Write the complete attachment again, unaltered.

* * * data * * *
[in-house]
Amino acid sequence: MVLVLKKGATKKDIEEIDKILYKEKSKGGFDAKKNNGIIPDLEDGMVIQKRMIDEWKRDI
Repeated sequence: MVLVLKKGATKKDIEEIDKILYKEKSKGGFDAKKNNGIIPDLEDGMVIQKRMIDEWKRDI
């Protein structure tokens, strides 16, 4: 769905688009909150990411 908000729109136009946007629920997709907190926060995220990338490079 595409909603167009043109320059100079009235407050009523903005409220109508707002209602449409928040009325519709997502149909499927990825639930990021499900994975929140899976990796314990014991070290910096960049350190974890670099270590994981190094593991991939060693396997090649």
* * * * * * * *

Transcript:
[in-house]
Amino acid sequence: MVLVLKKGATKKDIEEIDKILYKEKSKGGFDAKKNNGIIPDLEDGMVIQKRMIDEWKRDI
Repeated sequence: MVLVLKKGATKKDIEEIDKILYKEKSKGGFDAKKNNGIIPDLEDGMVIQKRMIDEWKRDI
């Protein structure tokens, strides 16, 4: 769905688009909150990411 908000729109136009946007629920997709907190926060995220990338490079 595409909603167009043109320059100079009235407050009523903005409220109508707002209602449409928040009325519709997502149909499927990825639930990021499900994975929140899976990796314990014991070290910096960049350190974890670099270590994981190094593991991939060693396997090649």